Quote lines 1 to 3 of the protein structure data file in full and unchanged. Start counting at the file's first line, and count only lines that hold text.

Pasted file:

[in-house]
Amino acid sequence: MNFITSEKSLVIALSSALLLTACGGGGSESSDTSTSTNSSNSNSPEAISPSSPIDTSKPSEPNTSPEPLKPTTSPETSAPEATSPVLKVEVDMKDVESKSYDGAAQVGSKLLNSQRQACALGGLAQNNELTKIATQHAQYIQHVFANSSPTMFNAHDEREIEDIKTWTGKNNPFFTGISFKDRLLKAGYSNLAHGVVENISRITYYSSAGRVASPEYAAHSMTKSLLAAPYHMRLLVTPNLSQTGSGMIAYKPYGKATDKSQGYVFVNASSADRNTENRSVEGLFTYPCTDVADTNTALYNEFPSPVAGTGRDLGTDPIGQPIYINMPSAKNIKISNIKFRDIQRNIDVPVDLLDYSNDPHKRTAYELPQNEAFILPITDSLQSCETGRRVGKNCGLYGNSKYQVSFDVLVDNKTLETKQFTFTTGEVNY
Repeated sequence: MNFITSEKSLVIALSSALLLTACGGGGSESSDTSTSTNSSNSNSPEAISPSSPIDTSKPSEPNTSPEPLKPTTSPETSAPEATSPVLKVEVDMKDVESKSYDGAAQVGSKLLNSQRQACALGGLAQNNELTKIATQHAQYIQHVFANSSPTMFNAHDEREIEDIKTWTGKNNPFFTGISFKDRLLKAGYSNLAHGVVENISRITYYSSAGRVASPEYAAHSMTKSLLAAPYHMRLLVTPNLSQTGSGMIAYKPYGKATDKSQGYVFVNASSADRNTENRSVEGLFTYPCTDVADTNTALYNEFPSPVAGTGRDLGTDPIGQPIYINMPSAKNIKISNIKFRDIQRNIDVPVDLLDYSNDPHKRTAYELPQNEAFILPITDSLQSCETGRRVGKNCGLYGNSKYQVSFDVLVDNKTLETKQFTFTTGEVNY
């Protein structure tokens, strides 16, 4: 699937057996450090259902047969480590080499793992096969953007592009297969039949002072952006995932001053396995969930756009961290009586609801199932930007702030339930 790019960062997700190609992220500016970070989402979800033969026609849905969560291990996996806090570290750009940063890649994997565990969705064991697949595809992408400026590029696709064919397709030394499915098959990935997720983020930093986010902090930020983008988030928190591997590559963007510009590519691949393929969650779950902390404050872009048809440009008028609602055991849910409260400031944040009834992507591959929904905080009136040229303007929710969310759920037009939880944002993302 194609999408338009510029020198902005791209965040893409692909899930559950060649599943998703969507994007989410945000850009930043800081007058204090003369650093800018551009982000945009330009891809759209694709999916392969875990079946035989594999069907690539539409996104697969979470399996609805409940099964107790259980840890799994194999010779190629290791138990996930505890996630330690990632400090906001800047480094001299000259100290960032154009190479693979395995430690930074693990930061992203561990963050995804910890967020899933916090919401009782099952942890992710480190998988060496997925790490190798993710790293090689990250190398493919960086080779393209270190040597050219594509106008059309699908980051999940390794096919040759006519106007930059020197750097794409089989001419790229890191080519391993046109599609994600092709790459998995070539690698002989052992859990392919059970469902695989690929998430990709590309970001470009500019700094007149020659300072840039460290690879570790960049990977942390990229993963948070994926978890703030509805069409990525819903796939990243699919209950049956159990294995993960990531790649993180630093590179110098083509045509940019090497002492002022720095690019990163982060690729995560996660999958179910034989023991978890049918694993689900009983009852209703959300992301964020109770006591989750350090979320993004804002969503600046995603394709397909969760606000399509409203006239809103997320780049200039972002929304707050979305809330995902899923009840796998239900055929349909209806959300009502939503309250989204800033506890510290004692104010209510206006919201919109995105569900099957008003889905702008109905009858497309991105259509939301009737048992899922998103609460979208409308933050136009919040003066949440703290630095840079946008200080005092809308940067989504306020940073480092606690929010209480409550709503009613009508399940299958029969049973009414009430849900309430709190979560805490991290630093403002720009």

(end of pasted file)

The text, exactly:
[in-house]
Amino acid sequence: MNFITSEKSLVIALSSALLLTACGGGGSESSDTSTSTNSSNSNSPEAISPSSPIDTSKPSEPNTSPEPLKPTTSPETSAPEATSPVLKVEVDMKDVESKSYDGAAQVGSKLLNSQRQACALGGLAQNNELTKIATQHAQYIQHVFANSSPTMFNAHDEREIEDIKTWTGKNNPFFTGISFKDRLLKAGYSNLAHGVVENISRITYYSSAGRVASPEYAAHSMTKSLLAAPYHMRLLVTPNLSQTGSGMIAYKPYGKATDKSQGYVFVNASSADRNTENRSVEGLFTYPCTDVADTNTALYNEFPSPVAGTGRDLGTDPIGQPIYINMPSAKNIKISNIKFRDIQRNIDVPVDLLDYSNDPHKRTAYELPQNEAFILPITDSLQSCETGRRVGKNCGLYGNSKYQVSFDVLVDNKTLETKQFTFTTGEVNY
Repeated sequence: MNFITSEKSLVIALSSALLLTACGGGGSESSDTSTSTNSSNSNSPEAISPSSPIDTSKPSEPNTSPEPLKPTTSPETSAPEATSPVLKVEVDMKDVESKSYDGAAQVGSKLLNSQRQACALGGLAQNNELTKIATQHAQYIQHVFANSSPTMFNAHDEREIEDIKTWTGKNNPFFTGISFKDRLLKAGYSNLAHGVVENISRITYYSSAGRVASPEYAAHSMTKSLLAAPYHMRLLVTPNLSQTGSGMIAYKPYGKATDKSQGYVFVNASSADRNTENRSVEGLFTYPCTDVADTNTALYNEFPSPVAGTGRDLGTDPIGQPIYINMPSAKNIKISNIKFRDIQRNIDVPVDLLDYSNDPHKRTAYELPQNEAFILPITDSLQSCETGRRVGKNCGLYGNSKYQVSFDVLVDNKTLETKQFTFTTGEVNY